The Golden Shovel

By Terrance Hayes b. 1971 Terrance Hayes
          after Gwendolyn Brooks
 
I. 1981
 
When I am so small Da’s sock covers my arm, we
cruise at twilight until we find the place the real
 
men lean, bloodshot and translucent with cool.
His smile is a gold-plated incantation as we
 
drift by women on bar stools, with nothing left
in them but approachlessness. This is a school
 
I do not know yet. But the cue sticks mean we
are rubbed by light, smooth as wood, the lurk
 
of smoke thinned to song. We won’t be out late.
Standing in the middle of the street last night we
 
watched the moonlit lawns and a neighbor strike
his son in the face. A shadow knocked straight
 
Da promised to leave me everything: the shovel we
used to bury the dog, the words he loved to sing
 
his rusted pistol, his squeaky Bible, his sin.
The boy’s sneakers were light on the road. We
 
watched him run to us looking wounded and thin.
He’d been caught lying or drinking his father’s gin.
 
He’d been defending his ma, trying to be a man. We
stood in the road, and my father talked about jazz,
 
how sometimes a tune is born of outrage. By June
the boy would be locked upstate. That night we
 
got down on our knees in my room. If I should die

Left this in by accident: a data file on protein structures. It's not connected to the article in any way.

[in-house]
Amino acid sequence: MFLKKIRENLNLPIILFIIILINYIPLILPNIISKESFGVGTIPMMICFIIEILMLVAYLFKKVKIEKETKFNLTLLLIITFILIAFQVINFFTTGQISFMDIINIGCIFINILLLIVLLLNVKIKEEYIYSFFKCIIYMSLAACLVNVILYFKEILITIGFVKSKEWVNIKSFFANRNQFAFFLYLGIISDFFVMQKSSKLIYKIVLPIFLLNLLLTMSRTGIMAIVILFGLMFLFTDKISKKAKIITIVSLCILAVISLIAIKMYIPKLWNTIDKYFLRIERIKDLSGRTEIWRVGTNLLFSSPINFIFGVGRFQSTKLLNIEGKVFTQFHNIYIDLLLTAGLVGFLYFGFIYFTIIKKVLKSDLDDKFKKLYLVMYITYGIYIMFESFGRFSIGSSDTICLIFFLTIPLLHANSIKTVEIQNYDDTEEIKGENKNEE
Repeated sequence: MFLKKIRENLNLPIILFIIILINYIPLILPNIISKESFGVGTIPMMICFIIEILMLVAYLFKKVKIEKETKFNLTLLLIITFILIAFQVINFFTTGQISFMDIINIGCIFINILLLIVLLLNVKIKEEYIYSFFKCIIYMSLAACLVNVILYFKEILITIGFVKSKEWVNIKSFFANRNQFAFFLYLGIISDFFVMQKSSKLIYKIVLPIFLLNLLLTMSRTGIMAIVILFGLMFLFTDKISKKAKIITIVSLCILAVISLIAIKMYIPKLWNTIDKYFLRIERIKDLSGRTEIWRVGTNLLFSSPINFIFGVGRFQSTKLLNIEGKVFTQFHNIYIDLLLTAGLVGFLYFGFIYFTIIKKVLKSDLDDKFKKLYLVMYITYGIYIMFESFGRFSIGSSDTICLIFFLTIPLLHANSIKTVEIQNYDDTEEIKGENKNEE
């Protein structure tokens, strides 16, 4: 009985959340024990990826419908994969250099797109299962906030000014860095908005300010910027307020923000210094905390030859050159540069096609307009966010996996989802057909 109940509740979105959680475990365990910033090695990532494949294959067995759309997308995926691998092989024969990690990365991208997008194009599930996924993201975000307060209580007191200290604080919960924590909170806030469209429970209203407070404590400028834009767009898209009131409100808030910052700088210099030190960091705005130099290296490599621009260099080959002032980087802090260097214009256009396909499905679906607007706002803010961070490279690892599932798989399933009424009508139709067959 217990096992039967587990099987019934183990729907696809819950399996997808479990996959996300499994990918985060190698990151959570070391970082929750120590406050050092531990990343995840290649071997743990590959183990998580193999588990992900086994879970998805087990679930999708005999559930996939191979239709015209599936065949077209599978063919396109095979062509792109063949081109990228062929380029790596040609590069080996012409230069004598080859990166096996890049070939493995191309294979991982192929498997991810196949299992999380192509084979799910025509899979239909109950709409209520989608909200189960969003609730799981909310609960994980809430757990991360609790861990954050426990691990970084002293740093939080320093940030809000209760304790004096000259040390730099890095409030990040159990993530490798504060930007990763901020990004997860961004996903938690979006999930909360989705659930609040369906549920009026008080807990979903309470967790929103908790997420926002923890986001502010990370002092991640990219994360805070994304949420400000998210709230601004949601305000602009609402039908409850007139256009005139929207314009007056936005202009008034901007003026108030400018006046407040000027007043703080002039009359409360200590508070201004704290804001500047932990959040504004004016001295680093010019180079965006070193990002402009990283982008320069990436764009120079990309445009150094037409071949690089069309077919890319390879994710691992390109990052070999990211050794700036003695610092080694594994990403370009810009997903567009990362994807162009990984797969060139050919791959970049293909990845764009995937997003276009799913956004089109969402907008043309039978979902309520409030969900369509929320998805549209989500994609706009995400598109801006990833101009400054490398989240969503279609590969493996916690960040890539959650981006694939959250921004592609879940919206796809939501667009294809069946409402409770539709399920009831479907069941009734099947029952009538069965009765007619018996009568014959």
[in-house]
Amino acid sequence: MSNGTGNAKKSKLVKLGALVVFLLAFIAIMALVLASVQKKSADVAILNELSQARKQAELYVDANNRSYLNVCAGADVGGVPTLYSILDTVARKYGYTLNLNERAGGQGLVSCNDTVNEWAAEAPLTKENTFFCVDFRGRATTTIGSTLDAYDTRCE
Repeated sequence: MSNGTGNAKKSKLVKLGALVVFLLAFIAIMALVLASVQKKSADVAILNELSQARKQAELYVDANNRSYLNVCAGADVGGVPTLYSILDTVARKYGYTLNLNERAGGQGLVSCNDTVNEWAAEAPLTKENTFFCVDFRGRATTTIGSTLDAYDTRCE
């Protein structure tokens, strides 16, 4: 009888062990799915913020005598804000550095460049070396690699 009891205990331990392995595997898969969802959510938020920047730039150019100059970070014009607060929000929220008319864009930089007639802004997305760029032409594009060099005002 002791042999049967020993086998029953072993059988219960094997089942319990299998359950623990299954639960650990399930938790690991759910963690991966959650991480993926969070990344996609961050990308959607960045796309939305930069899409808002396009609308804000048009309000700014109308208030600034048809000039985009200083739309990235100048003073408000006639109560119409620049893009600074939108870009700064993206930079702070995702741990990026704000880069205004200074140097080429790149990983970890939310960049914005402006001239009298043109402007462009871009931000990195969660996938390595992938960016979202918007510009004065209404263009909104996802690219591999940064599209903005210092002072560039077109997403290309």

before I wake. Da said to me, it will be too soon.
 
 
II. 1991
 
Into the tented city we go, we-
akened by the fire’s ethereal
 
afterglow. Born lost and cool-
er than heartache. What we
 
know is what we know. The left
hand severed and school-
 
ed by cleverness. A plate of we-
ekdays cooking. The hour lurk-
 
ing in the afterglow. A late-
night chant. Into the city we
 
go. Close your eyes and strike
a blow. Light can be straight-
 
ened by its shadow. What we
break is what we hold. A sing-
 
ular blue note. An outcry sin-
ged exiting the throat. We
 
push until we thin, thin-
king we won’t creep back again.
 
While God licks his kin, we
sing until our blood is jazz,
 
we swing from June to June.
We sweat to keep from we-
 
eping. Groomed on a die-
t of hunger, we end too soon.

Terrance Hayes, “The Golden Shovel” from Lighthead. Copyright © 2010 by Terrance Hayes. Used by permission of Penguin, a division of Penguin Group (USA), Inc.

Source: Lighthead (Penguin Books, 2010)

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Poet Terrance Hayes b. 1971

POET’S REGION U.S., Mid-Atlantic

Subjects Living, Coming of Age, Youth, Relationships, Family & Ancestors, Arts & Sciences, Music

Poetic Terms Couplet, Free Verse

 Terrance  Hayes

Biography

Born in Columbia, South Carolina, poet Terrance Hayes earned a BA at Coker College and an MFA at the University of Pittsburgh. In his poems, in which he occasionally invents formal constraints, Hayes considers themes of popular culture, race, music, and masculinity. “Hayes’s fourth book puts invincibly restless wordplay at the service of strong emotions: a son’s frustration, a husband’s love, a citizen’s righteous anger and a . . .

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Poem Categorization

SUBJECT Living, Coming of Age, Youth, Relationships, Family & Ancestors, Arts & Sciences, Music

POET’S REGION U.S., Mid-Atlantic

Poetic Terms Couplet, Free Verse

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Originally appeared in Poetry magazine.

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